Saturday, February 25, 2023

X-Ray Source Controller for MOXTEK and AMPTEK Mini X-Ray tubes

 I needed controller for the Magnum series 50kV / 10W MOXTEK X-Ray source. As it turns out the controller, once sold by MOXTEK is no longer available (discontinued due component availability) and the Moxtek salesperson told me - "We expect customers to develop their own controllers". 

This was not a big deal - their FTC-200 controller has very basic functionality anyways, so I went ahead and developed my own design to control the tube.

One of my design goals is to have a stand-alone unit with no PC required. I don't want to fumble with numerous applications while doing XRF and prefer to have a piece of hardware with actual buttons and dialls to adjust X-ray tube parameters and operate it.

I was pleasantly surprised to find out that the AMPTEK Mini-X2 tube uses the same electrical interface as MOXTEK so my controller will work for AMPTEK Mini-X2 just as well.

My design is based on the nRF52840 System-on-a-Chip (SoC) using Cortex M4F processor and employs 6 control channels as required by the x-ray source interface  - 4 Analog and 2 digital channels. Of these 6, there are 2 Analog outputs (driven by 12-bit DACs), used for setting up tube's HV and Emission Current parameters, 1 digital output (5V TTL signal) to turn the source ON / OFF. There are also 2 Analog inputs (sampled with 12-bit ADCs) to monitor the x-ray tube's working parameters as they are returned by the Moxtek HV PS module and a digital input (5V TTL signal) to report when the beam is on and stable (Filament fully heated). 

I had to employ Level shifters as the nRF52840 is a 3.3V chip and the MOXTEK module has 5V TTL levels for the digital signals. Furthermore, the set ranges on the Analog output channels are 0-to-4V so I had to use the 4.096V internal DAC reference voltage which means the DAC must be powered with 5V Vdd. (in reality, the reference is 2.048V and the output op-amp buffer uses 2X gain, but still 5V DAC power is required) 

For the Analog inputs, I used voltage dividers to bring down the Monitor channel voltages in the range of 0-to-3VDC and used the built-in ADC reference of 0.6V with gain of x5.

There is also 5th Analog Input channel, internal to the controller, with its own voltage divider, used to monitor the Low-Voltage Main Input Power and to inhibit controller operation if the controller's and tube's input voltage is not within the allowed range.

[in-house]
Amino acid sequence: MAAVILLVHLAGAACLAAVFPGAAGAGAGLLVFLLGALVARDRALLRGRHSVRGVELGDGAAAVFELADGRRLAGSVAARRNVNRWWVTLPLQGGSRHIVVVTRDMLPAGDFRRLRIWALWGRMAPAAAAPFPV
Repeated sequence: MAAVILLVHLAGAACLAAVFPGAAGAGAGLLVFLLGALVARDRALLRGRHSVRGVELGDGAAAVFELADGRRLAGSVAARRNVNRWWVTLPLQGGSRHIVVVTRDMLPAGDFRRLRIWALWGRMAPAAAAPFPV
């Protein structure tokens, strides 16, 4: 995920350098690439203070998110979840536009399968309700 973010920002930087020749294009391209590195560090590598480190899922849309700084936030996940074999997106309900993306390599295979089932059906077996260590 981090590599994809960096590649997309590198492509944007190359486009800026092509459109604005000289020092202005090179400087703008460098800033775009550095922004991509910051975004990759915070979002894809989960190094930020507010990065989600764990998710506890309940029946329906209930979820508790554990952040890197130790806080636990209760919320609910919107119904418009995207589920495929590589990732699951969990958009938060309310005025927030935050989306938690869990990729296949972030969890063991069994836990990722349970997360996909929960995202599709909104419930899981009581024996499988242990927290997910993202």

OSH Park service delivered again beautiful, high-quality PCBs. The ordering process is very simple and a pure joy - I almost feel sorry I don't have more PCB projects to order. 
The PCB design was done with Autodesk Eagle but I am not big fan of what Autodesk is doing with Eagle and very likely to switch over to KiCad in the near future.

The assembled and ready X-Ray Source controller - XTC-2000 (a.k.a. "X-Ray Tube Commander 2000" :-) 
(Chat GPT suggestion :-)

Using a rotary encoder with a pushbutton makes the UI really quick and intuitive. The button (knob-press) is used to enter adjustment mode and the user can dial the whole number and the tenths after the decimal point for each parameter separately. After entering Set mode, the encoder's push-button scrolls through different cursor positions and spining the dial changes the value. 
The encoder is equipped with its own microcontroller (Atmel SAM D09) which takes care of all of the quadrature input stuff - counts, phase-detection, timing, etc. and just reports the actual tick count over I2C bus to the MCU. This makes it really fast and easy to use and I can reset the tick counter with a command if needed.

The complete and working controller during bench-testing and DAC/ADC non-linearity compensation and alignment. The white (unpopulated in this picture) 4-pin JST connector near the encoder is AUX I2C expansion connector, used for the remote temperature sensor.

Currently, the code is fairly small (~1800 lines only) yet it is pretty complete and mature and the core functionality is all done and bug-free thus "Version 1.0" designation is warranted. 
In the unlikely event of some commercial interest I might write a menu system for setting up various tube types, internal parameters and calibration values, but even at this stage, XTC-2000 has more features, better functionality and better ergonomics than both, the discontinued Moxtek FTC-200 controller and the entirely software-controlled Amptek controller. 

As part of the safety and tube's health features, I added temperature sensing and monitoring using MCP9809 chip.

While designing the PCB, I foresaw that having an extra I2C bus connector for future expansion might come handy so I added one to the board layout.
The sensor I am using is MCP9808 - a very accurate and precise chip with I2C interface. Resolution is actually much better than 0.25°C but for my purpose 1° Celsius is completely sufficient.
The controller constantly monitors the temperature of the tube and it will shut it off if temperature exceeds +60°C and until cools down below +55°C. The sensor presence is auto-detected on startup - if the cable is not plugged in, the controller will work normally, without any limitations.
The critical part here is the connection cable between the controller and the MCP9808 breakout board - the cable must be fully shielded due to the proximity to the tube's HV cables and must be of very low capacitance as the I2C bus does not allow for high capacitance on the signal lines or the useable bus speed will begin to drop.  At 70cm cable length the sensor works just fine. The cable I used was foil-shielded 4-conductor USB cable.

The last thing currently pending on my development list is a suitable enclosure.